a.  What was the amount of interest paid by Debbie? 
Interest paid by Debbie  $ 
b.  What was the interest rate paid by Jan? (Round your answer to the nearest tenth percent.) 
Interest rate paid by Jan  % 
c. 
Debbie and Jan are both in the 28% tax bracket. Since the interest is tax deductible, how much will Debbie and Jan each save in taxes? (Round your answers to the nearest cent.) 
Debbie  Jan  
Save in taxes  $  $ 
Joyce took out a loan for $21,900 at 12% on March 18, 2013, which will be due on January 9, 2014. Using ordinary interest, Joyce will pay back on Jan. 9 a total amount of:
rev: 08_24_2013_QC_ 34268
$2,167.10  
$24,068.10  
$24,038.40  
$2,138.40  
None of these 
With interest of $1,832.00 and a principal of $16,000 for 206 days, using the ordinary interest method, the rate is:
20%  
12%  
2%  
10%  
None of these 
Calculate the discount period for the bank to wait to receive its money: (Use Days in a year table): 
Date of note  Length of note  Date note discounted  Discount period 
September 11  45 days  October 5  days 
Solve for maturity value, discount period, bank discount, and proceeds. Assume a bank discount rate of 10%. Use the ordinary interest method. (Use Days in a year table.) (Do not round intermediate calculations. Round your final answers to the nearest cent.) 
Face value (principal) 
Rate of interest 
Length of note 
Maturity value  Date of note 
Date note discounted 
Discount period  Bank discount  Proceeds 
$29,000  8%  50 days  $  February 5  March 7  days  $  $ 
Assume the $10,000 Treasury bill, 5% for 13 weeks. Calculate the effective rate of interest. (Use calendar year. Round your answer to the nearest hundredth percent.) 
Effective rate of interest  % 
You were offered the opportunity to purchase either a simple interest note or a simple discount note with the following terms: $29,059 at 8% for 12 months. 
a. 
Calculate the effective interest rate. (Do not round intermediate calculations. Round your final answer to the nearest tenth percent.) 
Effective interest rate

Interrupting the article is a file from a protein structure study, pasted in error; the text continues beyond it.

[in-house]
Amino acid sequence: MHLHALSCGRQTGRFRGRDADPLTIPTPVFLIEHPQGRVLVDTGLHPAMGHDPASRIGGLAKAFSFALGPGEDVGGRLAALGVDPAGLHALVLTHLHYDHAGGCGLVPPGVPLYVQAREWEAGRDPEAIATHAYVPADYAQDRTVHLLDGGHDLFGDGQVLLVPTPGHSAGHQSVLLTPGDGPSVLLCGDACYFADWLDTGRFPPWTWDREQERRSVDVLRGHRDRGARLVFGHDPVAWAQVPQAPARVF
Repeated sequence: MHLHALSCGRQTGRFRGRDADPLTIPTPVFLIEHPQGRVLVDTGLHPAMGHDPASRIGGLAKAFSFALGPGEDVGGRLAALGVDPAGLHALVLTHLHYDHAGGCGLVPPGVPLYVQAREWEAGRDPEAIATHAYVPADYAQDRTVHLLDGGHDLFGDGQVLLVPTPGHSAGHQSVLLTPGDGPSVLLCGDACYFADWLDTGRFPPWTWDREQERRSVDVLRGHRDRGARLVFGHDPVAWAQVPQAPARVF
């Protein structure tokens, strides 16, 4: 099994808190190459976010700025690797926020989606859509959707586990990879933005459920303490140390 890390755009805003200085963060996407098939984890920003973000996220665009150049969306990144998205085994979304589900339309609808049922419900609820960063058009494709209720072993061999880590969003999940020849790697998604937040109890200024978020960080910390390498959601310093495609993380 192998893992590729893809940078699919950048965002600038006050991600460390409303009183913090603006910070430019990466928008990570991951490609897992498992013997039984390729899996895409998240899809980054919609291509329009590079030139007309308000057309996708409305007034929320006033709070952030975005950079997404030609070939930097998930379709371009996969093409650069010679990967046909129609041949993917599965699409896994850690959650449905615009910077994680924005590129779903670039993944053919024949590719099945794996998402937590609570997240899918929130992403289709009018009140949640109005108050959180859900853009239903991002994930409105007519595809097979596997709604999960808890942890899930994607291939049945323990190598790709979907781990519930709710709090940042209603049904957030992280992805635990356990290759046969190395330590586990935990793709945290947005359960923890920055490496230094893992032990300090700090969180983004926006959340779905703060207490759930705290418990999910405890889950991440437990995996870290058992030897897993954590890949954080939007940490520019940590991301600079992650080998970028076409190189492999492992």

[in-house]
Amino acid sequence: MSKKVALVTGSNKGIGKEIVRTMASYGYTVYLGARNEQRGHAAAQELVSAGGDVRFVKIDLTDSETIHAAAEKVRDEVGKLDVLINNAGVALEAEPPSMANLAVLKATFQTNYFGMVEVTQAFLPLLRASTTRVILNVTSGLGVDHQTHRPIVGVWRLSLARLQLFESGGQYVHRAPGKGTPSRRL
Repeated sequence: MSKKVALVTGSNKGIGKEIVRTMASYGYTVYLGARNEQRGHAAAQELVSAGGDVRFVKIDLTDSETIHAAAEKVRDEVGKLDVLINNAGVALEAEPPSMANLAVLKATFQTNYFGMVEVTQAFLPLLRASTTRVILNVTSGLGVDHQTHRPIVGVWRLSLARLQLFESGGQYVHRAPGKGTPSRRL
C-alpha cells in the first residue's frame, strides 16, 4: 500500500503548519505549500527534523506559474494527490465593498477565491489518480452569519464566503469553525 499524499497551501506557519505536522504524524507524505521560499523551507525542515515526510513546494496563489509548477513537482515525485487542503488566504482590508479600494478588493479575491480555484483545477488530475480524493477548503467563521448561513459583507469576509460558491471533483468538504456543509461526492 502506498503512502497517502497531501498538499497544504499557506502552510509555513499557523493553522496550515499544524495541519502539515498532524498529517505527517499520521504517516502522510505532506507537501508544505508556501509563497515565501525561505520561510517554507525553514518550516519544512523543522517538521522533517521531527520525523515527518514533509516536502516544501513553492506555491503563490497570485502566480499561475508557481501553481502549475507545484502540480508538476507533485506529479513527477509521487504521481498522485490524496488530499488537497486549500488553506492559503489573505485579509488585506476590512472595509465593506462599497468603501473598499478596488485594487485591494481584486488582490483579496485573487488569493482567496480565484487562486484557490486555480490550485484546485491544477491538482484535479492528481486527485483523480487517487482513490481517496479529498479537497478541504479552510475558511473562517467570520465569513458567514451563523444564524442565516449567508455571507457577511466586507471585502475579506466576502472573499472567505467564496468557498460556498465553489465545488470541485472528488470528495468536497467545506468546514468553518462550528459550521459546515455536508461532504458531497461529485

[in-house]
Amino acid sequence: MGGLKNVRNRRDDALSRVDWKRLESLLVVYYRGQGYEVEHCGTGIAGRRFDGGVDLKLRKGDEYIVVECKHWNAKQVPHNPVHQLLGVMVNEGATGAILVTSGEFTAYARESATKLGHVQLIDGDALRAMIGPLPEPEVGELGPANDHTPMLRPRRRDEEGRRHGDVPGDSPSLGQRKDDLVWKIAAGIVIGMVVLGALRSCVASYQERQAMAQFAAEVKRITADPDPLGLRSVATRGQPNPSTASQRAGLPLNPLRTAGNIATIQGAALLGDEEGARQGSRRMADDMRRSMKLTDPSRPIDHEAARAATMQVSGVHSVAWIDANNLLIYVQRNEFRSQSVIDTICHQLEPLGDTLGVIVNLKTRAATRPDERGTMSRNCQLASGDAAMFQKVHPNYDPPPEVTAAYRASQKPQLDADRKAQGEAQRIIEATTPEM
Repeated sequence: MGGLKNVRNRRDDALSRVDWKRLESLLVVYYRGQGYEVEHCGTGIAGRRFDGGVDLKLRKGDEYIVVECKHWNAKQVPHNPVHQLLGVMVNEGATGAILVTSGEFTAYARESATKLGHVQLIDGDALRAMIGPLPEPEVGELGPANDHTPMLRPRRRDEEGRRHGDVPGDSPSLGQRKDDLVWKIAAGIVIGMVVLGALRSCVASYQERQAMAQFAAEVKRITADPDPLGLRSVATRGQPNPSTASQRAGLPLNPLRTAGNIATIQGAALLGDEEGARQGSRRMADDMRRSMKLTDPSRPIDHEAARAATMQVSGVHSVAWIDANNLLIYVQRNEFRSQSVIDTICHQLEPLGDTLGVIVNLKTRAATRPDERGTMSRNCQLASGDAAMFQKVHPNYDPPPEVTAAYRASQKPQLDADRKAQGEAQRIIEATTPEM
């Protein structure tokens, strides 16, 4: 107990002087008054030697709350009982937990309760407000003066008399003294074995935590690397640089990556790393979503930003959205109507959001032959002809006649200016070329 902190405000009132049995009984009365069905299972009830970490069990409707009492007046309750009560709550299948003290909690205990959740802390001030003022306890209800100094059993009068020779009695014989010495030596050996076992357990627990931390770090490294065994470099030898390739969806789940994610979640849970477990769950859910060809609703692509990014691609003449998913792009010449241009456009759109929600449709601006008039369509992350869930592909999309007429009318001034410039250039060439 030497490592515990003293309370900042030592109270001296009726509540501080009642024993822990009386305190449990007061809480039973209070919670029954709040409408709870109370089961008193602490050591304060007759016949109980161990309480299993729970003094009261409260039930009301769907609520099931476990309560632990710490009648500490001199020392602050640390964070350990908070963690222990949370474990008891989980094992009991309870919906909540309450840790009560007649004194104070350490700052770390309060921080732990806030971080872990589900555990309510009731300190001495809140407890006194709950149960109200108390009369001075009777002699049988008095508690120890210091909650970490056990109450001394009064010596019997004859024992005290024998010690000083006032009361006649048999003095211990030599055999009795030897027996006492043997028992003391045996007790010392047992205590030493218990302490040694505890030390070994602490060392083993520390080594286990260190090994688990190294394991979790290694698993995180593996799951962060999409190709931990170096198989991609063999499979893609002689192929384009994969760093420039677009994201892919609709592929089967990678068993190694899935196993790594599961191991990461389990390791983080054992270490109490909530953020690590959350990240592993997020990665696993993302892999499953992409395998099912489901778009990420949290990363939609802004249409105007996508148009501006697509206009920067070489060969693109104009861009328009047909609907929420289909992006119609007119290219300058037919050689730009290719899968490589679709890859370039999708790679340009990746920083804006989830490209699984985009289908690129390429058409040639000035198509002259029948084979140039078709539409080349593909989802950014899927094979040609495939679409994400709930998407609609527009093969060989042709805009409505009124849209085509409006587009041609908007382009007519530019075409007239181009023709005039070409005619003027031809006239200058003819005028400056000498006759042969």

b.  Based on the effective interest rate, which would you choose?  

The Treasury Department auctioned $29 billion in 3month bills in denominations of $10,000 at a discount rate of 5.700%. 
What would be the effective rate of interest? (Use calendar year. Do not round intermediate calculations. Round your answer to the nearest hundredth percent.) 
Effective rate of interest  % 
Toyota Motor Corporation has faced tough times after losing production due to natural disasters. This, coupled with the yen’s appreciation against the dollar, has Toyota anticipating net profits 51% lower than last year. If Toyota had a ¥18,000 note at 1.5% interest for 340 days, what would Toyota’s proceeds be if it discounted the note on day 220 at 3%? (Round your final answer to the nearest yen.) 
Proceeds  ¥ 
True  
False 
The principal of a promissory note is the face value.
True  
False 
The maturity date of a promissory note represents when only the principal is due.
True  
False 
Proceeds of a simple discount note equals amount borrowed minus bank discount.
True  
False 
A simple discount note results in:
Lower interest costs than a simple interest note  
Same interest costs as a simple interest note  
Interest deducted when note is paid back  
Interest deducted in advance  
None of these 
Subject  Mathematics 
Due By (Pacific Time)  08/18/2014 08:30 pm